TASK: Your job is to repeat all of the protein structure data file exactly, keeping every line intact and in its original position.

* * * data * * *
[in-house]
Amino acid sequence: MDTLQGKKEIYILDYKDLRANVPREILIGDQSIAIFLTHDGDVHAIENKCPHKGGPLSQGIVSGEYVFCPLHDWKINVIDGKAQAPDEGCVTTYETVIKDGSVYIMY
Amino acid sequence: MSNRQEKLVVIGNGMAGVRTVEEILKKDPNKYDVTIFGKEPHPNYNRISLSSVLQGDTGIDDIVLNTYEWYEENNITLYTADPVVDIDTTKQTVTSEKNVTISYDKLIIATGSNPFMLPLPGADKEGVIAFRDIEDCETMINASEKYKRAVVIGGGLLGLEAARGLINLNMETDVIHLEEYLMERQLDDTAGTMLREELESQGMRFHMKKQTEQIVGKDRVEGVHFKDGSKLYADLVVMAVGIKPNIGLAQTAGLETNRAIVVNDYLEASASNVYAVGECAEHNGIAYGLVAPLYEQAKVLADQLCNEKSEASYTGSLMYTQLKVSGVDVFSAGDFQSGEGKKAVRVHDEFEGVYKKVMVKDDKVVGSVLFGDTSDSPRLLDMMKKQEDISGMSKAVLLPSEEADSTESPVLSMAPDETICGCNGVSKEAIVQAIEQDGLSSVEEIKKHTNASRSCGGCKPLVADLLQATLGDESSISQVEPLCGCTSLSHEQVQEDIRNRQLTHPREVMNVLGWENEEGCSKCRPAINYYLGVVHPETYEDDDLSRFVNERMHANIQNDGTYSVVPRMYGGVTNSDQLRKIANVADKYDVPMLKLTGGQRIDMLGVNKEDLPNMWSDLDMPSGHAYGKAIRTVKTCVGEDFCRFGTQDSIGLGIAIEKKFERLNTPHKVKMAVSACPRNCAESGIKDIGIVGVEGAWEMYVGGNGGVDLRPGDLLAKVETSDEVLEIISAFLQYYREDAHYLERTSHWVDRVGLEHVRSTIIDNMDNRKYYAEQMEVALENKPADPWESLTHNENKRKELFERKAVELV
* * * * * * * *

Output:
[in-house]
Amino acid sequence: MDTLQGKKEIYILDYKDLRANVPREILIGDQSIAIFLTHDGDVHAIENKCPHKGGPLSQGIVSGEYVFCPLHDWKINVIDGKAQAPDEGCVTTYETVIKDGSVYIMY
Amino acid sequence: MSNRQEKLVVIGNGMAGVRTVEEILKKDPNKYDVTIFGKEPHPNYNRISLSSVLQGDTGIDDIVLNTYEWYEENNITLYTADPVVDIDTTKQTVTSEKNVTISYDKLIIATGSNPFMLPLPGADKEGVIAFRDIEDCETMINASEKYKRAVVIGGGLLGLEAARGLINLNMETDVIHLEEYLMERQLDDTAGTMLREELESQGMRFHMKKQTEQIVGKDRVEGVHFKDGSKLYADLVVMAVGIKPNIGLAQTAGLETNRAIVVNDYLEASASNVYAVGECAEHNGIAYGLVAPLYEQAKVLADQLCNEKSEASYTGSLMYTQLKVSGVDVFSAGDFQSGEGKKAVRVHDEFEGVYKKVMVKDDKVVGSVLFGDTSDSPRLLDMMKKQEDISGMSKAVLLPSEEADSTESPVLSMAPDETICGCNGVSKEAIVQAIEQDGLSSVEEIKKHTNASRSCGGCKPLVADLLQATLGDESSISQVEPLCGCTSLSHEQVQEDIRNRQLTHPREVMNVLGWENEEGCSKCRPAINYYLGVVHPETYEDDDLSRFVNERMHANIQNDGTYSVVPRMYGGVTNSDQLRKIANVADKYDVPMLKLTGGQRIDMLGVNKEDLPNMWSDLDMPSGHAYGKAIRTVKTCVGEDFCRFGTQDSIGLGIAIEKKFERLNTPHKVKMAVSACPRNCAESGIKDIGIVGVEGAWEMYVGGNGGVDLRPGDLLAKVETSDEVLEIISAFLQYYREDAHYLERTSHWVDRVGLEHVRSTIIDNMDNRKYYAEQMEVALENKPADPWESLTHNENKRKELFERKAVELV